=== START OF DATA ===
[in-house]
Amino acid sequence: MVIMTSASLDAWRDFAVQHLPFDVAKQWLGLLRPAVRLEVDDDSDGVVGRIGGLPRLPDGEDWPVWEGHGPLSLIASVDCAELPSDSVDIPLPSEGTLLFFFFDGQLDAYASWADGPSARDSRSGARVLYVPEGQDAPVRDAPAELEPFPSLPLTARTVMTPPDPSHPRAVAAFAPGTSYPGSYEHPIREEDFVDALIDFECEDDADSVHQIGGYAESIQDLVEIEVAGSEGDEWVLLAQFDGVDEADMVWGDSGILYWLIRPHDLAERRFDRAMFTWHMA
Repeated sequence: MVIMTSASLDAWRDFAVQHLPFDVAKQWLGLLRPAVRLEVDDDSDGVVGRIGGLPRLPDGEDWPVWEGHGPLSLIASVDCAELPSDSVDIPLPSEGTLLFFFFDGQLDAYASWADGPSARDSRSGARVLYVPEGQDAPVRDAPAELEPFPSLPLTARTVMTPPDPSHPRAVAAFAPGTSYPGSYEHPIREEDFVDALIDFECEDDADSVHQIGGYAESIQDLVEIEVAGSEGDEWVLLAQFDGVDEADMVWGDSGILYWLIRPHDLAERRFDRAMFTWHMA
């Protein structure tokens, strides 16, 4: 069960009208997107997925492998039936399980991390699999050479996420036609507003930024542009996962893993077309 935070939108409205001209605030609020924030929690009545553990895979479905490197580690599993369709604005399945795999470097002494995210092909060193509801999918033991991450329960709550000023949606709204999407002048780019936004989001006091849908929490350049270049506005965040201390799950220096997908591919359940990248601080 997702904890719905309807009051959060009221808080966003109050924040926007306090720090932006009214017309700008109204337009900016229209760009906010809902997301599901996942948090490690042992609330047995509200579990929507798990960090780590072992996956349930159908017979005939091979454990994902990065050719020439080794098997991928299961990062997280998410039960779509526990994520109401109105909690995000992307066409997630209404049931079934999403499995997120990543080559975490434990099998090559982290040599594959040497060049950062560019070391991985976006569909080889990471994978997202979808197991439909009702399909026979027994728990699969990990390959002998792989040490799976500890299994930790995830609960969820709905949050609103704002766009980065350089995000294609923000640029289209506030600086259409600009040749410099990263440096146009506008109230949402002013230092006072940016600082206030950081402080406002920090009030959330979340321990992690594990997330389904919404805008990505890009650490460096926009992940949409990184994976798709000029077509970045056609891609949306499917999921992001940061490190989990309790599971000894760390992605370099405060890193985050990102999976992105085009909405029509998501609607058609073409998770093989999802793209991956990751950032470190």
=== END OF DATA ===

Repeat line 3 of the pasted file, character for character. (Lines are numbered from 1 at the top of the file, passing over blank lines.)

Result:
Repeated sequence: MVIMTSASLDAWRDFAVQHLPFDVAKQWLGLLRPAVRLEVDDDSDGVVGRIGGLPRLPDGEDWPVWEGHGPLSLIASVDCAELPSDSVDIPLPSEGTLLFFFFDGQLDAYASWADGPSARDSRSGARVLYVPEGQDAPVRDAPAELEPFPSLPLTARTVMTPPDPSHPRAVAAFAPGTSYPGSYEHPIREEDFVDALIDFECEDDADSVHQIGGYAESIQDLVEIEVAGSEGDEWVLLAQFDGVDEADMVWGDSGILYWLIRPHDLAERRFDRAMFTWHMA